By Dr Matthew Ridd, GP and Senior Lecturer in Primary Healthcare, Centre for Academic Primary Care, University of Bristol
and Dr Robert Boyle, Consultant Paediatric Allergist, Imperial College London
Around one in five children have eczema – and even mild cases can have a big impact on both the child and their family. For many, symptoms will come and go before they start primary school, but for others it can indicate the beginning of a genetic tendency to develop allergic conditions such as hay fever or asthma (or both).
We also know that children with eczema are more likely to develop food allergies, especially if the condition starts in the first few months of life and is severe. Often parents will make the allergy diagnosis themselves – at the sudden onset of vomiting, diarrhoea or rash after eating scrambled egg, for example.
This can be frightening, but doctors can usually easily confirm the cause of these immediate reactions by talking to the parents and offering a confirmatory allergy blood or skin prick test.
In the absence of such obvious physical reactions however, a different question sometimes arises for parents: “Is a food allergy contributing to my child’s eczema and would an allergy test help to find out?”
GPs diagnose and treat most children with eczema – and parents often ask this question, worried that something in the child’s diet (or the diet of a breast-feeding mother) is contributing to their dry, itchy and inflamed skin. But it can be difficult to link any given food to a worsening of eczema, as symptoms may not appear for hours or even days after eating it.
On top of this, the value of allergy tests in these circumstances is uncertain since we don’t really know how commonly food allergy worsens eczema symptoms. Although eczema and food allergy often occur together, food allergy is not thought to be the main cause of eczema. In fact, many experts believe that it is eczema which leads to the development of allergy to foods.
A second uncertainty about the value of allergy tests in children with eczema is that a child with a positive test may be “sensitised” rather than “allergic” to any given food. This means they can actually eat that food without any apparent ill effect. So testing could potentially lead to unnecessary and unhelpful dietary restriction.
For children with early onset, difficult to treat eczema, guidelines steer GPs in the UK towards referral for food allergy tests or special diets in case exposure to food allergens might be worsening the eczema. However, for older children or those with milder forms of eczema, it’s not so straightforward.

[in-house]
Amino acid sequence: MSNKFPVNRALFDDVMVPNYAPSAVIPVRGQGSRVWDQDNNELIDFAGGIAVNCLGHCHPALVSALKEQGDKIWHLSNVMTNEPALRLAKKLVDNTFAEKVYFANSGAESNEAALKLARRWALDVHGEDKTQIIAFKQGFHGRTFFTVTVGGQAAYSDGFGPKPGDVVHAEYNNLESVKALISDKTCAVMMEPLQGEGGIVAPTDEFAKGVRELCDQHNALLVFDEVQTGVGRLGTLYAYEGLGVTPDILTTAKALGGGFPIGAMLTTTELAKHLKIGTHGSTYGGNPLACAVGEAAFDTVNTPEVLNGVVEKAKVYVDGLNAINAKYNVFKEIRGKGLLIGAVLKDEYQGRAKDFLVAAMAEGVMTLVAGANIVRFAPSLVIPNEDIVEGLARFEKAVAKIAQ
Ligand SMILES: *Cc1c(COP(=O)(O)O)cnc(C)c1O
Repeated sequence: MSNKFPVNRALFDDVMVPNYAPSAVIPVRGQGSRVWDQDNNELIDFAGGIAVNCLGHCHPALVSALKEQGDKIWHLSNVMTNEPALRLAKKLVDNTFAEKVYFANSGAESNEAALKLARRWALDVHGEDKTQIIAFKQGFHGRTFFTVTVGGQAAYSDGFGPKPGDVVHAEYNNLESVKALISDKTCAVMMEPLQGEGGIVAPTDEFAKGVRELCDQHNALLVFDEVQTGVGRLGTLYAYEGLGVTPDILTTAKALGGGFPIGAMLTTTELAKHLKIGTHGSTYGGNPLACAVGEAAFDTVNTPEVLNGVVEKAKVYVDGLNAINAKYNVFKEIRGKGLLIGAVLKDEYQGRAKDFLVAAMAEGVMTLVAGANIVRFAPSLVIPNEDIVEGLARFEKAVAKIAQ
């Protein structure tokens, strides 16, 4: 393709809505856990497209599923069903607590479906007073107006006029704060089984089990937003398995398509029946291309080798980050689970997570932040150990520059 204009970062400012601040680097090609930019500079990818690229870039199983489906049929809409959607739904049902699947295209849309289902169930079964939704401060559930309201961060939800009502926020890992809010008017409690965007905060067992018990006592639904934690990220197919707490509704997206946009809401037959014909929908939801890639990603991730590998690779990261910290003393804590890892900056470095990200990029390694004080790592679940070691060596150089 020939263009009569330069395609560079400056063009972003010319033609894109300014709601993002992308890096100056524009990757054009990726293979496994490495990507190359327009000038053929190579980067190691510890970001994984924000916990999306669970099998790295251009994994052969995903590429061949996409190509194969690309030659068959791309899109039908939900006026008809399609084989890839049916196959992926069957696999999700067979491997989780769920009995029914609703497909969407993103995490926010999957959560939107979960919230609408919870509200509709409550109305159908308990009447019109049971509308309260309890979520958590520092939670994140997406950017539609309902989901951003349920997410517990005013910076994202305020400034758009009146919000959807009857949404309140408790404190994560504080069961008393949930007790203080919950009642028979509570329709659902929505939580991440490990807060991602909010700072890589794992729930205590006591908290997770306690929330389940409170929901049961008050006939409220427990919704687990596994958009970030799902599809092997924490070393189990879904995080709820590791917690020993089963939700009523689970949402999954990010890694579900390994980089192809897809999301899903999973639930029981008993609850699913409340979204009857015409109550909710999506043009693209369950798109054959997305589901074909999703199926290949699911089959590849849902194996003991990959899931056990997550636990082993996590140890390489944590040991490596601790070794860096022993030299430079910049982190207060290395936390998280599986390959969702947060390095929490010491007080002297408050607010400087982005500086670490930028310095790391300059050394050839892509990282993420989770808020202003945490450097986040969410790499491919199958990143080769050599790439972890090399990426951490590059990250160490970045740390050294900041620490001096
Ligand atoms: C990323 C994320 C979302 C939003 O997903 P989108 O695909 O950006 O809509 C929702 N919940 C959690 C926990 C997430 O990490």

Sometimes parents don’t raise their concerns at all, or if they do, they may feel their concerns are being dismissed. Even when parents and doctors agree that further investigation is needed, access to specialist advice on the NHS is not guaranteed. Most allergy services in the UK have waiting lists of several months and don’t have the capacity to see every child with eczema.
So, what happens? As we confirmed in a recent online survey, many parents of children with eczema take matters into their own hands. They may exclude foods such as dairy, wheat or eggs without any professional advice. This is not without its own risks as a restricted diet may lead to malnutrition.
Although eczema is most commonly linked with allergy to eggs or peanuts, parents often restrict dairy or wheat because these are eaten more regularly. Some doctors advise allergy testing to look for food allergies which might be worsening the eczema. Others think that allergy tests are more likely to cause harm through unnecessary dietary restrictions than to help the eczema.
To try to unpick the problem a bit more, we’ve just finished recruiting children with eczema to a trial exploring the role of routine allergy history and skin prick testing in the dietary management of eczema.
Funded by the NIHR School for Primary Care Research, 84 children in the English city of Bristol, have been randomised to receive either usual care or an intervention of “test-guided dietary advice”. At the end of the study we expect to have a better understanding of both the feasibility of doing future bigger studies and also the issues from the perspective of both parents and GPs.
In addition, the NIHR recently funded an allergy working group to try to improve the capacity for primary care research in the important but neglected area of allergies more generally.
So what should parents and clinicians do until more research is available to guide them over whether certain foods may be making children’s eczema worse?
At the moment there is no cure for eczema. So the best advice is to use two simple treatments (emollients and topical corticosteroids) to control the disease. However, if there are any immediate reactions to food or, despite good skin care, the child’s skin is causing misery, parents should persist in seeking further help from their family doctor.
This article is republished from The Conversation under a Creative Commons license. Read the original article.